Medicines shortages rife, say hospital pharmacists


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Shortages are more prevalent than previously thought and pharmacists are struggling to keep up, survey reveals

Results gathered from 280 health care facilities across Australia by the Society of Hospital Pharmacists of Australia (SHPA) have revealed stop-gap solutions such as ordering medicines from overseas or using emergency stock are commonplace.

SHPA president Professor Michael Dooley says the results of the 4 April survey show the extent of medicines shortages across Australian hospitals is broad and worsening, with processes for monitoring struggling to keep up.

Information about current or impending shortages was also found to be “highly unreliable”, with shortages flagged by pharmaceutical suppliers only 15% of the time.

“When we cross-referenced the responses with warnings and alerts available that day through government websites, including the TGA’s Medicine Shortages Information portal, 85% of reported shortages were not listed by their respective companies,” says Professor Dooley.

“There are worrying signs beyond the data – anecdotally, many pharmacists contacted SHPA saying they wanted to list additional shortages but ran out of time.”

According to the SHPA, 70% of respondents found out about medicine shortages when trying to order stock, prompting them to switch brand or drugs, use emergency stock or procure stock through the TGA’s Special Access Scheme, which increased costs in 93% of cases.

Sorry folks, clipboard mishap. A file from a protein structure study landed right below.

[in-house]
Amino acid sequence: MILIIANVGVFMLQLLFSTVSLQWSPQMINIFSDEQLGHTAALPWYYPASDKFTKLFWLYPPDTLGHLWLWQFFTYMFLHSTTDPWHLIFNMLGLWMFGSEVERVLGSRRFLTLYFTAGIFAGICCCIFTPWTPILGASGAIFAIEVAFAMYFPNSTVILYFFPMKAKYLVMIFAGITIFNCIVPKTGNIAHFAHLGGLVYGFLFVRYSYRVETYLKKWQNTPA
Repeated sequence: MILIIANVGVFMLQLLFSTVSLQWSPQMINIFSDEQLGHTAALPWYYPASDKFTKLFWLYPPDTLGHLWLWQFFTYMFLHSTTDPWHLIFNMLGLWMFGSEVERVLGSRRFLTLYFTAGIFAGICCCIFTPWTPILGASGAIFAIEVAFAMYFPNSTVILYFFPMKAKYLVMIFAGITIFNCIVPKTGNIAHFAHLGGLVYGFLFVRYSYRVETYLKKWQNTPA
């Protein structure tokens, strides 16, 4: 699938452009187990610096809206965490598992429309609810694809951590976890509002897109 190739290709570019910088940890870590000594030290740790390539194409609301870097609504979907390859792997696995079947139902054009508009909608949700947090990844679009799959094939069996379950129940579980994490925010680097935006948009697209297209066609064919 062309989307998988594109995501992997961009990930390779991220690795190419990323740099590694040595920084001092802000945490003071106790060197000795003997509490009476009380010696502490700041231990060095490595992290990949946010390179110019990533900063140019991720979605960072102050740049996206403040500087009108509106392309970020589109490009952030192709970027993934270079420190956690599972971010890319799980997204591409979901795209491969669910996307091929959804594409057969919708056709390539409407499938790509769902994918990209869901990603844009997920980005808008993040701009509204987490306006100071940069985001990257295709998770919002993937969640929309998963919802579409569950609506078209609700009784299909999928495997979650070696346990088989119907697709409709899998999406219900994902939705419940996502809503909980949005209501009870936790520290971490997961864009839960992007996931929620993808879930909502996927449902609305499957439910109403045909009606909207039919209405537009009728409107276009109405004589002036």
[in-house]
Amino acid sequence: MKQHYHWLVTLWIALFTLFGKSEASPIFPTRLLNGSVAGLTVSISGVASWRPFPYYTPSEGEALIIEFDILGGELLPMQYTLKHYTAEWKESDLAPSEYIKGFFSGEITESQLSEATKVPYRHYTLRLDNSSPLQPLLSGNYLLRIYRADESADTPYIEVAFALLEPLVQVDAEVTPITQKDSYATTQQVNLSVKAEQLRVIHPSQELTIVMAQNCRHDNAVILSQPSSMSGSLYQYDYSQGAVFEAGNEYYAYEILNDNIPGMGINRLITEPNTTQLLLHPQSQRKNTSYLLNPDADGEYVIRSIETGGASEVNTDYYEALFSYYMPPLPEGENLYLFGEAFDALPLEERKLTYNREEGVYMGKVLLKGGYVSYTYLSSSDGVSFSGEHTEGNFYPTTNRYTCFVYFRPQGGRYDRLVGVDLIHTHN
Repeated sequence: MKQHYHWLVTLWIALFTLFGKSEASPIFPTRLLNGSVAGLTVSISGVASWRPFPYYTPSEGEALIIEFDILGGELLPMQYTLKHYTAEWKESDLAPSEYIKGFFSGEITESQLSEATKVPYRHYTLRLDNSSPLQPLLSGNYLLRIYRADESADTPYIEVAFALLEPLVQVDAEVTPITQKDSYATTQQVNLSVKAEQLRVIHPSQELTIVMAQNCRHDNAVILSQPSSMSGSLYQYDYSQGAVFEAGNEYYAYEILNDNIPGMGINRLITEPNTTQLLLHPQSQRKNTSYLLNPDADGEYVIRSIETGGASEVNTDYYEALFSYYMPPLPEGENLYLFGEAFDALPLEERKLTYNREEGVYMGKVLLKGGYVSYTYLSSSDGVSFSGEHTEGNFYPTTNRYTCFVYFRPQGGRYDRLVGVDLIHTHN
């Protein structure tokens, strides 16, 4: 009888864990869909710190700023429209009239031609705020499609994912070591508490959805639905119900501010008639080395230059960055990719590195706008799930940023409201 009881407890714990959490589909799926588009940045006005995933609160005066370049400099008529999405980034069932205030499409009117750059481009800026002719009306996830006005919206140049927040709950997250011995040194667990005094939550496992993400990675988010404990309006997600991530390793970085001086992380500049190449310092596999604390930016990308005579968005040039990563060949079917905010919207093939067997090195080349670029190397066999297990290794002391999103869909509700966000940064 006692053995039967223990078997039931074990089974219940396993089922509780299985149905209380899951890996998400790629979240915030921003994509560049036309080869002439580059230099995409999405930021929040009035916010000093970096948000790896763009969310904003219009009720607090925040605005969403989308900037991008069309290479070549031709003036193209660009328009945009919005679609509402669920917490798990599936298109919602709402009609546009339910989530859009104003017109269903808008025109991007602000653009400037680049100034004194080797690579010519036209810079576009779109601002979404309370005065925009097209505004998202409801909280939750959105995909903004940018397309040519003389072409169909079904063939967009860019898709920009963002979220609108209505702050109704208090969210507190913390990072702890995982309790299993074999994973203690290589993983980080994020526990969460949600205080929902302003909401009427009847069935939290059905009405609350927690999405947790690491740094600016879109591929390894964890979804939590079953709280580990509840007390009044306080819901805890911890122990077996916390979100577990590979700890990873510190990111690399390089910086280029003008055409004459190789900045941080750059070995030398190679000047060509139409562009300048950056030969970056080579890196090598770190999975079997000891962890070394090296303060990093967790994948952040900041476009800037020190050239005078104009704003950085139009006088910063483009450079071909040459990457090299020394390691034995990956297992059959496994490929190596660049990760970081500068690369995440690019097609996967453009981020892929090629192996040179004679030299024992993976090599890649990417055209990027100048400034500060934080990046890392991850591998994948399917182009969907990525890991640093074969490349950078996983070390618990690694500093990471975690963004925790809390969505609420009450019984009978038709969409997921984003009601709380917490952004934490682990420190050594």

“Just over 32% of shortages were reported to have a direct impact on patient care through swapping in a less effective medicine, changing the administration due to a different form, or in many cases a lack of suitable alternatives.”

Hospital pharmacists reported 1,577 individual shortages across a wide range of medicine classes, the top five being:

  1. Antimicrobial medicines (almost 40% of shortages)
  2. Anaesthetics
  3. Cardiology medicines
  4. Endocrinology medicines
  5. Chemotherapies

SHPA CEO Kristin Michaels says suppliers should not be withholding information on medicines stock.

“Hospitals are bearing the burden of this lack of medicine supply regulation, and the more time pharmacists spend on the phone chasing limited or replacement stock, the less time they can spend with care teams advising and caring for patients,” says Ms Michaels.

She also points out that Canada and Slovakia have recently regulated the reporting of shortages of medicines and vaccines by manufacturers and wholesalers, providing the government with “precedent … to address this issue”.

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